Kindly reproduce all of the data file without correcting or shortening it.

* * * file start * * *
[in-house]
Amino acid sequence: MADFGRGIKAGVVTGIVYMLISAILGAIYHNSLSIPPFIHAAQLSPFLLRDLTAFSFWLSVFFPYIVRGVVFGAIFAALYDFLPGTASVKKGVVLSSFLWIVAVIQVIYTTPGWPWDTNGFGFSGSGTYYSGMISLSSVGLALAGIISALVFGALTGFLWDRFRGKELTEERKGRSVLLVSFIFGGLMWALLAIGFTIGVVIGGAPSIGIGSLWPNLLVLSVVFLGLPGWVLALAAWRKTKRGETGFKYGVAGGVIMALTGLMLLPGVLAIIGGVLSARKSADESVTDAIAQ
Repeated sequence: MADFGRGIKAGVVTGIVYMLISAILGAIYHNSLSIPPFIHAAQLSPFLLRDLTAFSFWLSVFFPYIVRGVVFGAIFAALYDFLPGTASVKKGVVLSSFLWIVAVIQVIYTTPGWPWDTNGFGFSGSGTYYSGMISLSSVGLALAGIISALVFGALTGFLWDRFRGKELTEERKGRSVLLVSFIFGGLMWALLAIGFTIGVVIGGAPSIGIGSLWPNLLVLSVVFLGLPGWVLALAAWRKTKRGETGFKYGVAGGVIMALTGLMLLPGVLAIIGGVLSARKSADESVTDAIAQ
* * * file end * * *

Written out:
[in-house]
Amino acid sequence: MADFGRGIKAGVVTGIVYMLISAILGAIYHNSLSIPPFIHAAQLSPFLLRDLTAFSFWLSVFFPYIVRGVVFGAIFAALYDFLPGTASVKKGVVLSSFLWIVAVIQVIYTTPGWPWDTNGFGFSGSGTYYSGMISLSSVGLALAGIISALVFGALTGFLWDRFRGKELTEERKGRSVLLVSFIFGGLMWALLAIGFTIGVVIGGAPSIGIGSLWPNLLVLSVVFLGLPGWVLALAAWRKTKRGETGFKYGVAGGVIMALTGLMLLPGVLAIIGGVLSARKSADESVTDAIAQ
Repeated sequence: MADFGRGIKAGVVTGIVYMLISAILGAIYHNSLSIPPFIHAAQLSPFLLRDLTAFSFWLSVFFPYIVRGVVFGAIFAALYDFLPGTASVKKGVVLSSFLWIVAVIQVIYTTPGWPWDTNGFGFSGSGTYYSGMISLSSVGLALAGIISALVFGALTGFLWDRFRGKELTEERKGRSVLLVSFIFGGLMWALLAIGFTIGVVIGGAPSIGIGSLWPNLLVLSVVFLGLPGWVLALAAWRKTKRGETGFKYGVAGGVIMALTGLMLLPGVLAIIGGVLSARKSADESVTDAIAQ